LAKELAND, Fla. -- Joel Zumaya has read and heard the speculation that his future lies as a reliever. He sees the point, even though the Tigers don't see it that way. A spot in Detroit's rotation might well keep him starting.
While Justin Verlander earns most of the attention in the competition for the Tigers' fifth starter opening, his former teammate at Double-A Erie has the enviable position of toiling away in more obscurity with nothing to lose. At 21, having just missed out on the Minor League strikeout title last year, Zumaya could end up anywhere from Triple-A Toledo to the Tigers' bullpen to the mound in Texas on April 8, the fifth game of Detroit's season.
"If I perform as well as I've been performing, I just hope they give me a spot," Zumaya said. "I don't care where it's at. Whether it's late relief, middle relief, closer, starter, I'll take it."
Zumaya has been hard to define ever since the Tigers scouted him in high school. If he had the high-90s fastball then that he boasts now, he might've been an early pick. Instead, he threw in the lower 90s and went in the 11th round. He says his workhorse status as a senior in high school gave him a lot of innings and less velocity.
The power emerged as a pro. Baseball America rated him the fifth-best late-round pick in the draft after he struck out 46 in 37 1/3 innings in the Gulf Coast League in 2002 at age 17. As one of the youngest players in the Midwest League the next year, he fanned 126 over 90 1/3 innings and jumped to third on the Tigers' top prospect list.
The strikeouts came in bunches last year -- 199 in all between Toledo and Double-A Erie. His .189 batting average against also ranked second in the Minors, and his ratio of 11.83 strikeouts per nine innings ranked third.
Many of his characteristics fit a closer, though he hasn't made a relief appearance since 2002. His pitching motion is explosive, some call it violent, propelling fastballs toward the plate at a high frequency as well as velocity. He has a history of back problems that he shook off last year to avoid the DL. His mentality is as aggressive as any reliever, both on and off the mound. He even felt the need to move his legs while sitting down for an interview.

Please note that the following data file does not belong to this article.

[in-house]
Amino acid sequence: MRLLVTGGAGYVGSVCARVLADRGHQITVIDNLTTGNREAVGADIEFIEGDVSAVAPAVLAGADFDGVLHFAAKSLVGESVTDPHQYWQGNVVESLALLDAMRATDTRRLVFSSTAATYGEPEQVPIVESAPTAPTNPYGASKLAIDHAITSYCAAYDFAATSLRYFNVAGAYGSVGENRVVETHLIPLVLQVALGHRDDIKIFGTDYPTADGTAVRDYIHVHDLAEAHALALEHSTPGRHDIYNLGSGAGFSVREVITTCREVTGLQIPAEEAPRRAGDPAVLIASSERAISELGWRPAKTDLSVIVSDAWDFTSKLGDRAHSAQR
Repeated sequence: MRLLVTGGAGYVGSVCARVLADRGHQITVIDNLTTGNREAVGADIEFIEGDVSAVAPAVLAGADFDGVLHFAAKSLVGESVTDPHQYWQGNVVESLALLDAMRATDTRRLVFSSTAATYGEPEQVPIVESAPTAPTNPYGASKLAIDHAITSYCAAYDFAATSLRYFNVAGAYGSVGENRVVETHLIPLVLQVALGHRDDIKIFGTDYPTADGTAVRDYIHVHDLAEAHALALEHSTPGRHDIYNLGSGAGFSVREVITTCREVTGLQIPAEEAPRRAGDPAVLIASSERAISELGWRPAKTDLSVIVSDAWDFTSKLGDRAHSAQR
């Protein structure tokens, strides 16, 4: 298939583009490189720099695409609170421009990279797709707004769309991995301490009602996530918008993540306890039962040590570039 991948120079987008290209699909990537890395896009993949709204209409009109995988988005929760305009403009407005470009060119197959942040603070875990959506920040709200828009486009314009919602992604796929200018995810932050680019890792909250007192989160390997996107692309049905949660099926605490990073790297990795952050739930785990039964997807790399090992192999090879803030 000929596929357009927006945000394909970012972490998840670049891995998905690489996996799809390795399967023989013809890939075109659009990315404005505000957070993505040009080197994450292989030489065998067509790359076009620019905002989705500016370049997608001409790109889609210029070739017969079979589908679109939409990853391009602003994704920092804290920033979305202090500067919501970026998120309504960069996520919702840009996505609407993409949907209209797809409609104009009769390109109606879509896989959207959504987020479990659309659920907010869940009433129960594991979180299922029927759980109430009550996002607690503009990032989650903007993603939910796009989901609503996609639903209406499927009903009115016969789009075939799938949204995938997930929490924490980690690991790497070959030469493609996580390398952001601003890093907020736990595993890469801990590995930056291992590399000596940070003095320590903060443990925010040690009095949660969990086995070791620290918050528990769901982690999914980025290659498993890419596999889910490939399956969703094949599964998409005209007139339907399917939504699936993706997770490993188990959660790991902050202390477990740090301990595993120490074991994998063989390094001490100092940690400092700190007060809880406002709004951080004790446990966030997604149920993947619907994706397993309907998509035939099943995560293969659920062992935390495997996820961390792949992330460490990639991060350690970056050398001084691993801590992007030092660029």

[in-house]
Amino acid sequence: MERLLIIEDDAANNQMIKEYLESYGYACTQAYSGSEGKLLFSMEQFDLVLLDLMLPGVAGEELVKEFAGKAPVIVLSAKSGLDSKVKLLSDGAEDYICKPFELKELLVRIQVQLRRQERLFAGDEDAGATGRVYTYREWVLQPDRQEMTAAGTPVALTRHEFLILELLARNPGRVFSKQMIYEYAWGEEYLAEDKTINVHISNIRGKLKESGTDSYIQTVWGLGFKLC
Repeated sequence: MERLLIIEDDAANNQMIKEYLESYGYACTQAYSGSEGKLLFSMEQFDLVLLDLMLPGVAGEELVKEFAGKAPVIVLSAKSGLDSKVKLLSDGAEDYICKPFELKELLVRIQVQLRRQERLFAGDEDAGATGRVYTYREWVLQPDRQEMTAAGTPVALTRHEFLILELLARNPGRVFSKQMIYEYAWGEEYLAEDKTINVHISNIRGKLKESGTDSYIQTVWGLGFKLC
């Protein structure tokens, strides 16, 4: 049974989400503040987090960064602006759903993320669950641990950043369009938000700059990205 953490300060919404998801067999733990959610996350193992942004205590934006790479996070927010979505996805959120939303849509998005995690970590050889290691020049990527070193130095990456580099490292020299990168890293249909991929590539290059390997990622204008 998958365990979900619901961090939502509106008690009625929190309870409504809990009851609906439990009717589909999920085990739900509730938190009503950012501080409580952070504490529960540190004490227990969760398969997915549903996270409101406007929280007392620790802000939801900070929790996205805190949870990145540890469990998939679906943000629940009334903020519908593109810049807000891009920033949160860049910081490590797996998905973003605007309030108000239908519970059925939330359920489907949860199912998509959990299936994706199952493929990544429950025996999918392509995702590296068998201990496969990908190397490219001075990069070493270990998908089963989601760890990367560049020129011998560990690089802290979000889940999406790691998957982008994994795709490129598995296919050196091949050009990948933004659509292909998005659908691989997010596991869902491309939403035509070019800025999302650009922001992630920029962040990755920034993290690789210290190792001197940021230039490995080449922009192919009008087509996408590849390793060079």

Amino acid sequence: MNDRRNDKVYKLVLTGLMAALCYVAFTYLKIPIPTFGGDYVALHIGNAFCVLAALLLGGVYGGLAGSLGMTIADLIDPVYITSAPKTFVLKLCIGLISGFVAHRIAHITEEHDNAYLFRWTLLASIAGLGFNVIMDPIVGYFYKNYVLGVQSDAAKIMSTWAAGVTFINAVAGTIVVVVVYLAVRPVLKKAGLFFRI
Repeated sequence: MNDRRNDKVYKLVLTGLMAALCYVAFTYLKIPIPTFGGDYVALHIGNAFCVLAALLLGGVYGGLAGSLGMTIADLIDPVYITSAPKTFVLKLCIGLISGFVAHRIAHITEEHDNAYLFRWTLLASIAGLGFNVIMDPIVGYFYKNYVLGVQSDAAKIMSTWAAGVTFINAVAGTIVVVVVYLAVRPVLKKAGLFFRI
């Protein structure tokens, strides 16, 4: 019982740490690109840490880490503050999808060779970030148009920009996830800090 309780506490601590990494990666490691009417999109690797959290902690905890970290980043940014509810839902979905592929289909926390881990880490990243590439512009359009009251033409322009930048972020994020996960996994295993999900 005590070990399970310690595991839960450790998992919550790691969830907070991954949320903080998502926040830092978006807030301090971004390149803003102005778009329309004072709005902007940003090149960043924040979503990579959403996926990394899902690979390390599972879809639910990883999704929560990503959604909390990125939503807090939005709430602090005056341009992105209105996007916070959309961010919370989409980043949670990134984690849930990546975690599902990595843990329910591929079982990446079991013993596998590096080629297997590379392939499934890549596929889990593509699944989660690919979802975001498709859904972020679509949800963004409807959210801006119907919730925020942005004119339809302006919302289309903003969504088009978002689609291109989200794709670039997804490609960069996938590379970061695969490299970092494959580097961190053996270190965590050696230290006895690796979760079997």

"I'm very aggressive," Zumaya said. "If I'm not doing anything, I get real draggy. It's just not my life. I've got to move. I've got to keep on doing anything. I'm very intense. I hate sitting around."
Yet amidst those reliever tendencies lies a slew of traits that suggest he could just as easily fit into a big league rotation. He was durable enough to top 150 innings last season for the first time in his career. And hidden within all those starts is an ability to adjust and learn quickly.
His 8-3 record at Erie was a matter of two different seasons. He went 2-3 with a 5.66 ERA in his first seven starts before posting a 6-0 record and 1.62 ERA over the next 11 outings.
Once he reached Toledo, he was hit around in his debut for six runs over 3 1/3 innings that he admits felt like "that ball was on a tee."
"It was a big learning process," he said. "You can't just blow fastballs by people up there." Then-Mud Hens outfielder Curtis Granderson remembers it that way, too, but he also recalls Zumaya getting hitters off-balance in his next start. By mixing up all three of his pitches, Zumaya posted a 1.55 ERA over his next seven outings.
"I'm still learning a lot," he said. "I still have a tendency to try to throw it 3,000 mph. I can be throwing 91, 92 on the corners and then when I get ahead of the guy, I can bring it 98, 99."
So far, Zumaya might not be giving himself enough credit. In early bullpen sessions this spring, he worries he's throwing the ball too hard. "When I'm practicing out there, throwing BPs and bullpens, I'm a guy that can't throw the ball soft," he said. "If I throw the ball soft, it'll go all over the place. It's just the way I feel out there."
Others, however, say he's been fine. "He's throwing hard, but it's under control," catcher Vance Wilson said.
So where does he fit? It's hard to tell. He understands the prognostications to the point where he can see a role change.
"Last year I thought about it real well," he said. "I can see myself in the future as a reliever or a closer and not a starter. It's just the way I pitch. It's the way I perform on the mound. I've got the mentality to be a late reliever or a closer."
Pitching coach Chuck Hernandez believes it's way too early to make a judgment. "Right now, I just want him to get in shape," he said. "I don't want him to think as much, just throw. We'll figure out the rest."
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